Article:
Massively parallel sequencing technology has a wide range of
applications. Its use in SNP detection is already widespread and
promises results of high accuracy. The aim is to validate data
generated with the Genome Analyser II. SNPs, detected by using
different mapping and SNP estimation parameters implemented in the
bioinformatics tool CLC were compared to SNPs that are detected by
using the method of conventional Sanger sequencing. Lines of D.
mauritiana were used. As reference genome in CLC I was bound to use
the genome of D. simulans, because there is no available genome of
D. mauritiana until now. Using a stringent parameter set (short
parameter set) that allows few mismatches of reads when mapping
against the reference genome, only few regions are recovered which
show divergence to the reference. 60%-81% SNPs detected with this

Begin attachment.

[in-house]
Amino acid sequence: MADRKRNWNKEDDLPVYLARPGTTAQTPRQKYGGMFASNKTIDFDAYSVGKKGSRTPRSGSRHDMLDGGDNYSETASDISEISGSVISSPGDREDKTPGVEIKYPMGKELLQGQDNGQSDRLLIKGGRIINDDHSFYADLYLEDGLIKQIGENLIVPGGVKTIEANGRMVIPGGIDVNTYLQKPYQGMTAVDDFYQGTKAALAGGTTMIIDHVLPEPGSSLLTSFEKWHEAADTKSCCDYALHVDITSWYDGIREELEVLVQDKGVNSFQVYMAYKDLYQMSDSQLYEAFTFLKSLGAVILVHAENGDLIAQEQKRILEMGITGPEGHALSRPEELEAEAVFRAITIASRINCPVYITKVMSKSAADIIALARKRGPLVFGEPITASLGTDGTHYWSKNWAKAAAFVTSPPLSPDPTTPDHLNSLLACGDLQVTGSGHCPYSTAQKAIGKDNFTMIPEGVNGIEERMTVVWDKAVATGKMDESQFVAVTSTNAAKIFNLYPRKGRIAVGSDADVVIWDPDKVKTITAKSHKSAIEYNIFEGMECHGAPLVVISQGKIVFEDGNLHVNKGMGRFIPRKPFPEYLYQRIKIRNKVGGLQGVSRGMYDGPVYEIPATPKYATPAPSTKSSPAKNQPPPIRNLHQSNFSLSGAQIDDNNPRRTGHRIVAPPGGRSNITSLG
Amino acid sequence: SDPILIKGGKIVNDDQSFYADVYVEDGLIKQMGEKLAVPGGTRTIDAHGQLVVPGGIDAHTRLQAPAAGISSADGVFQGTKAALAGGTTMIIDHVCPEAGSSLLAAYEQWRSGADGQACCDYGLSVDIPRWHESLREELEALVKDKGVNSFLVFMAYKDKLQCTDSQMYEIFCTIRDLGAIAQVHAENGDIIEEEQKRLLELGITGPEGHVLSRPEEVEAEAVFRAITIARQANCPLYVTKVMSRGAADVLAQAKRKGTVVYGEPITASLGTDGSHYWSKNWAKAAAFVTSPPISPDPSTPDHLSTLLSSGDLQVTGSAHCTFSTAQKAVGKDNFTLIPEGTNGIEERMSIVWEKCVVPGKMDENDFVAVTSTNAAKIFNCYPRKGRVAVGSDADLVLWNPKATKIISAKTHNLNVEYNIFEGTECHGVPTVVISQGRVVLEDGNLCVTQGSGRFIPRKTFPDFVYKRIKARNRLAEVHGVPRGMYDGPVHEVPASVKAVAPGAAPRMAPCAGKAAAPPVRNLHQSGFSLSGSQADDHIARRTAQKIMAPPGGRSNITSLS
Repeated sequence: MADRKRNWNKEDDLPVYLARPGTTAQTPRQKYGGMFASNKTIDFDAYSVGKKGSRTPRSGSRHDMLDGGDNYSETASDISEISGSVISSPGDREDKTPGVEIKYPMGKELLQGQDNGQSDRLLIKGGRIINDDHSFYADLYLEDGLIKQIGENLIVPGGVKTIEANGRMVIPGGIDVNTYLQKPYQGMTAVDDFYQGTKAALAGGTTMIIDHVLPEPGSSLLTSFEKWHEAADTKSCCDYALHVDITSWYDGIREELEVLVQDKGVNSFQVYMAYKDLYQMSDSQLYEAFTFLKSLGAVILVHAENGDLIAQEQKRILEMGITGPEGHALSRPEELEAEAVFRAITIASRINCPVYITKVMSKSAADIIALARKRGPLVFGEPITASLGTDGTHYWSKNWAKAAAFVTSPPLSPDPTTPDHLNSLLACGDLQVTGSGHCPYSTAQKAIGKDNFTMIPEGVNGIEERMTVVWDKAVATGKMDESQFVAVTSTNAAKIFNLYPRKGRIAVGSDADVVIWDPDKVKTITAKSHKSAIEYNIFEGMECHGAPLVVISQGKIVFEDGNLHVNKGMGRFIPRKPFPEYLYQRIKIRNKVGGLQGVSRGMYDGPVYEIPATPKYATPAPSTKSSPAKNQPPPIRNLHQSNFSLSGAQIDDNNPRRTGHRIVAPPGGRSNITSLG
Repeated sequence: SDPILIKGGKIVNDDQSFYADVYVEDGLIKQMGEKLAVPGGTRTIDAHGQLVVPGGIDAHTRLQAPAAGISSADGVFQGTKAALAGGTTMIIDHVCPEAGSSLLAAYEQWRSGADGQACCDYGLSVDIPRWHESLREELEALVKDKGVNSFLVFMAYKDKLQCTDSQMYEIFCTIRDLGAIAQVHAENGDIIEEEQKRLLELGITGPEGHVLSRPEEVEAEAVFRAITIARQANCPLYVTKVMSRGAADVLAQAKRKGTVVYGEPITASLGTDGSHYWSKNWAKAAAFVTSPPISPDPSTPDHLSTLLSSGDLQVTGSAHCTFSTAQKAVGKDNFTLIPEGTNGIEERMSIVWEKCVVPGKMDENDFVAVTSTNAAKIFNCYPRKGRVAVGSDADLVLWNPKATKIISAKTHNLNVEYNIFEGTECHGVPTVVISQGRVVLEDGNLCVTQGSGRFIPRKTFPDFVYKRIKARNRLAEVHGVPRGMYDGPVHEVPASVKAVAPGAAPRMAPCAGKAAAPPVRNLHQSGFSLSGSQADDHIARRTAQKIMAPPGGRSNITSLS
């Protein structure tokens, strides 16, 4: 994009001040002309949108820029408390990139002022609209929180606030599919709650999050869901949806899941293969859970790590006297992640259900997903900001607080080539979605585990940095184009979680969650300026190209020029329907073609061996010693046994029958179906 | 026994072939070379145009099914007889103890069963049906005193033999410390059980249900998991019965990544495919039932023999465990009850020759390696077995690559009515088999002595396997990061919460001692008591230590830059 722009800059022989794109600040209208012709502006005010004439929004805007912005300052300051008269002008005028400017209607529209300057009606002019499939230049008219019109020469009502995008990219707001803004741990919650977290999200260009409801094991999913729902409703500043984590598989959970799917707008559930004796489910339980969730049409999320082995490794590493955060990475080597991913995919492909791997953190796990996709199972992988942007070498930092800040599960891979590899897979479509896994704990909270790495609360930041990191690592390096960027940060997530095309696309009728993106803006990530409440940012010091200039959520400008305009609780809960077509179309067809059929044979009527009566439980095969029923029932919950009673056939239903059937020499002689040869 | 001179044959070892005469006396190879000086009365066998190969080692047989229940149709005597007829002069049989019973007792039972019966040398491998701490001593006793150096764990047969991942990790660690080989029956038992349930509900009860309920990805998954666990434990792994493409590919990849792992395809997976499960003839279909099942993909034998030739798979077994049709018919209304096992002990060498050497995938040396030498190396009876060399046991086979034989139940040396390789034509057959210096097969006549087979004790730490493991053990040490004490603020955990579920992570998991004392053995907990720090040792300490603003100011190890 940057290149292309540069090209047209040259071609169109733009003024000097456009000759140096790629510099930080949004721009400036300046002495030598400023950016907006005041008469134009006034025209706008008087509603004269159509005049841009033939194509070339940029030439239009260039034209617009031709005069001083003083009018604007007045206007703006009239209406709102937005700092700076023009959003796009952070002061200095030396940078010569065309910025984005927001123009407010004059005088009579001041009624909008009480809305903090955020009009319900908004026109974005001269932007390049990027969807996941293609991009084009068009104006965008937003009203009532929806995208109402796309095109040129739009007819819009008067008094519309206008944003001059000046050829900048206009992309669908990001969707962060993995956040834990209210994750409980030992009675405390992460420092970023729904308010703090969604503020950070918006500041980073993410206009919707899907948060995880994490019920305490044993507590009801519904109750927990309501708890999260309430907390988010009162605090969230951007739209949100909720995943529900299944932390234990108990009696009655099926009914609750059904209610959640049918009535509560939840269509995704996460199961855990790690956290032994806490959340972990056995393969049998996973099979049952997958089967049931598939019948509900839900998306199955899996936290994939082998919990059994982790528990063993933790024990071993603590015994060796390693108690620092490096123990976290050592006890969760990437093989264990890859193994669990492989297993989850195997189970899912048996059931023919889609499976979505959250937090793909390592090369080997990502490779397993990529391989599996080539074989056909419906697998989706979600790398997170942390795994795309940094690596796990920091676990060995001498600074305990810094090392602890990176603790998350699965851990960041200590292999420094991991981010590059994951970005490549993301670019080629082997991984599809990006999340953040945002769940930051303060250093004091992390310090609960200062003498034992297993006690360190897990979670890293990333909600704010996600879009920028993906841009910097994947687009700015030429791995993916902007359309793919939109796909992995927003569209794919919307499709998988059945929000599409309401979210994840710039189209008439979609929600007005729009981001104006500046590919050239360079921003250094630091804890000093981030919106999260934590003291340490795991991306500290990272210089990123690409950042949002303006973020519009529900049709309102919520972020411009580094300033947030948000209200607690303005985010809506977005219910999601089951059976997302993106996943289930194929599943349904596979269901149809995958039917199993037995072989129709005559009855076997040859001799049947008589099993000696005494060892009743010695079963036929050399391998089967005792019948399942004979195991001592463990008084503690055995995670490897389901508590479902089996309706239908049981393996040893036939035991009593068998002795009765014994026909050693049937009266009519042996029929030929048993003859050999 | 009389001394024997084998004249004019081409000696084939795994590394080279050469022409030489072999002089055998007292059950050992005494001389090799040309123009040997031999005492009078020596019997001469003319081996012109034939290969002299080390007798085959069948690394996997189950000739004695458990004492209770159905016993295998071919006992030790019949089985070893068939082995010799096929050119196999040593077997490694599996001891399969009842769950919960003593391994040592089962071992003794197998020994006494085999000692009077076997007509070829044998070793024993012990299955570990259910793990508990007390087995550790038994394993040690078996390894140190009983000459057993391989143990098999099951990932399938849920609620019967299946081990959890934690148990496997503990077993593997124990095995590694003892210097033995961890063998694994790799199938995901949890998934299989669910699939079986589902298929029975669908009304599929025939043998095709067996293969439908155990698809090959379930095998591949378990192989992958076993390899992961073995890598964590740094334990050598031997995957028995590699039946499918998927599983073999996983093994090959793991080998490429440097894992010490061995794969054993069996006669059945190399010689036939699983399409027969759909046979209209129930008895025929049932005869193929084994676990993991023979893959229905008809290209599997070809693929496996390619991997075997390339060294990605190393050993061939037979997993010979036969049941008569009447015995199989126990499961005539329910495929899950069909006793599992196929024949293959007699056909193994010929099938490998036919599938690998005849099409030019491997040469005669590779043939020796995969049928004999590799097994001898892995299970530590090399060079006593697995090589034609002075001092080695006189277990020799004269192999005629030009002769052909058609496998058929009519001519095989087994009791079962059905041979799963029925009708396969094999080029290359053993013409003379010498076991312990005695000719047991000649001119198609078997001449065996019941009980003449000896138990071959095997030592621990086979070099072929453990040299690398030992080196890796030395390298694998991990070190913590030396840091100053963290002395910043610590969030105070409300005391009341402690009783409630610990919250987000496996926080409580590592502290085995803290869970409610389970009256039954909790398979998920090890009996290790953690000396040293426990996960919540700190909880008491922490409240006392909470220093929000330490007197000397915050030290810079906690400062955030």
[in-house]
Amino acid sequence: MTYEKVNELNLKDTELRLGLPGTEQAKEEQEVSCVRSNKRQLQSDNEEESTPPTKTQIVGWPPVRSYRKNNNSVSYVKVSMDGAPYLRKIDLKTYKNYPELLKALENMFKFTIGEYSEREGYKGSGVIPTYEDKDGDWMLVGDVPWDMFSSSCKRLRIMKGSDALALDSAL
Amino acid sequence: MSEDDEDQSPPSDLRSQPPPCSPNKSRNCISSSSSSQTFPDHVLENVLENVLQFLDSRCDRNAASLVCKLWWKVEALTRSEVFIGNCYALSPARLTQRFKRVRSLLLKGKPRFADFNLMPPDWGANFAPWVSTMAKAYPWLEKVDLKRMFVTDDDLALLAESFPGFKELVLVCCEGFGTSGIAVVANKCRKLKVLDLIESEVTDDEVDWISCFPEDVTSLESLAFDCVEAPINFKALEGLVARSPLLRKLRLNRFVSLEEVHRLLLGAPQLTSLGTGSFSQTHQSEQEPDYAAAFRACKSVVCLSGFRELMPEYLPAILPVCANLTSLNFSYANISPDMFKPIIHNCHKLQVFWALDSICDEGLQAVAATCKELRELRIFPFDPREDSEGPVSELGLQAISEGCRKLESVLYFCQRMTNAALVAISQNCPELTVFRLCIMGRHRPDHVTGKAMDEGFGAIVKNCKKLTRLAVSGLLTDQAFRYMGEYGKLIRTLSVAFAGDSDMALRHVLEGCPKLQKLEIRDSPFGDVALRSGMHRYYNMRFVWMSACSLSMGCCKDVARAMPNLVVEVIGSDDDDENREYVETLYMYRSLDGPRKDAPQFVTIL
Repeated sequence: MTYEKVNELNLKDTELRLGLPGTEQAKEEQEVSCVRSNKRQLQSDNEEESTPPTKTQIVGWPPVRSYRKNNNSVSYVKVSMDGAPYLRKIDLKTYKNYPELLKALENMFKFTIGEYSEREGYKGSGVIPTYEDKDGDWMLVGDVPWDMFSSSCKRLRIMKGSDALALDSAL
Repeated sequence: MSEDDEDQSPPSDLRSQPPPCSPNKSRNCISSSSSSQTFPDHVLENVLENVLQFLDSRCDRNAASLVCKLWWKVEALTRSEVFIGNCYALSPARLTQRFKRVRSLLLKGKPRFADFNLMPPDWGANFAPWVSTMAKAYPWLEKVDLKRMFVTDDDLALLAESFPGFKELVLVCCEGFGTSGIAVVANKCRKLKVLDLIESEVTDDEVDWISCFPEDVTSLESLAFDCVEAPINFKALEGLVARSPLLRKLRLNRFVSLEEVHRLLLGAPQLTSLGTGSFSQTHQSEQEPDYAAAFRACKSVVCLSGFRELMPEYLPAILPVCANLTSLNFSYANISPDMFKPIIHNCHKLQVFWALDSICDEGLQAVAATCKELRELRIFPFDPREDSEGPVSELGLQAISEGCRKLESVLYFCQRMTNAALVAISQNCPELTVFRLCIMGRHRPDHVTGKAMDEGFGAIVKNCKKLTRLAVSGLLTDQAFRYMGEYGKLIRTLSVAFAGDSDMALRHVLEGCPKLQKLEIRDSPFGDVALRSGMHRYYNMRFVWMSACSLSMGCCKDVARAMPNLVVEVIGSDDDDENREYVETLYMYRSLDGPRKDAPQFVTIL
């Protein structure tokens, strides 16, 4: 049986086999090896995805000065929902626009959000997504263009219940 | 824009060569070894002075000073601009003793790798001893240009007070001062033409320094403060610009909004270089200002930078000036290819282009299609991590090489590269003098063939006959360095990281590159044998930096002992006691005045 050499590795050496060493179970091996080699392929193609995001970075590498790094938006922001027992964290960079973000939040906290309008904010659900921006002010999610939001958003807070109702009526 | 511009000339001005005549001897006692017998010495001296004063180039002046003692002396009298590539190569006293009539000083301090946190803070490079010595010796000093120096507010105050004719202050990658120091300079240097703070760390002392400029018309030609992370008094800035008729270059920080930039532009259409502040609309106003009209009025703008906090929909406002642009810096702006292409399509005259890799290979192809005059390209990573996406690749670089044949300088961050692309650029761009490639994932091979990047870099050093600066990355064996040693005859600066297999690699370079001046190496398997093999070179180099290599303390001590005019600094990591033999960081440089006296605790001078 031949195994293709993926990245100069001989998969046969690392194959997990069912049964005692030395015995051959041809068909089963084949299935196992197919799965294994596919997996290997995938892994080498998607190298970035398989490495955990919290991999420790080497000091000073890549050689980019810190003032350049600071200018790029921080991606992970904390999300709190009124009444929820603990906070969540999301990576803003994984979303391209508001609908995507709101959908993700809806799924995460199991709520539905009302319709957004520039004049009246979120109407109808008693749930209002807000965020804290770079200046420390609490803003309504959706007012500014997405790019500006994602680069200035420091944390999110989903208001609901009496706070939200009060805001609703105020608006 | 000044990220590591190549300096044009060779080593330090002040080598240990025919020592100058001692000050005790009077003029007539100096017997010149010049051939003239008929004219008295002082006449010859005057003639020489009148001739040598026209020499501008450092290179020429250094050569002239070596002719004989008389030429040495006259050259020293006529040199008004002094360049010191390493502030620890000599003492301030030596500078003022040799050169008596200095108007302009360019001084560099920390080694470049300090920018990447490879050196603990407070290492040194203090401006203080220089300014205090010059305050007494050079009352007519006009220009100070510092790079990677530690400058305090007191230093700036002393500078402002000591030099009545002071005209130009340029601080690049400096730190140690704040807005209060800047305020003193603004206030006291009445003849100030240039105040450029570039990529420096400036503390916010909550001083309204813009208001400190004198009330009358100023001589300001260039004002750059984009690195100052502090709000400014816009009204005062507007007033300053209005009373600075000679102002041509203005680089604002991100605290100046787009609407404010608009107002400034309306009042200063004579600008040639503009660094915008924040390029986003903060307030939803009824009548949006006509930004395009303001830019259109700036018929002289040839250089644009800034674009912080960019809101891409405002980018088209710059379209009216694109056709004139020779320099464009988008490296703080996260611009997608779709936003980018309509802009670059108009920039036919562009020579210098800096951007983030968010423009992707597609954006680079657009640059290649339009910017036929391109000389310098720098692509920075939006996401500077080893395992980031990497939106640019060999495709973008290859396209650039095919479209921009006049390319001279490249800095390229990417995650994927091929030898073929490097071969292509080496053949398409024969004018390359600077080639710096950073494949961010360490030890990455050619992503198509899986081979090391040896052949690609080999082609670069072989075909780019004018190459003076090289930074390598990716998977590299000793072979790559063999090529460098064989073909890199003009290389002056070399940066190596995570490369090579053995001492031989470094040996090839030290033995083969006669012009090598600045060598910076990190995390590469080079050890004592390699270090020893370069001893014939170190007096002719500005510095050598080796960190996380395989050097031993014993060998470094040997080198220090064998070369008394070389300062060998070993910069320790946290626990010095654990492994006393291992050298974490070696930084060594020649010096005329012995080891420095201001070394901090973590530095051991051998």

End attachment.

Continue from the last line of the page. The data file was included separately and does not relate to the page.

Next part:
parameter set are false positive ones compared to Sanger
sequencing. If a less stringent parameter set is used this results
in a very high number of false positive SNPs. Two times more SNPs
were recovered with this parameter set, thereof 70-80% are false
positive ones. Based on my results I drew conclude that the best
approach for SNP detection is to make one first run permitting a
high number of mismatches. The next step should be the use of more
stringent values to reduce the high number of false positive SNPs.
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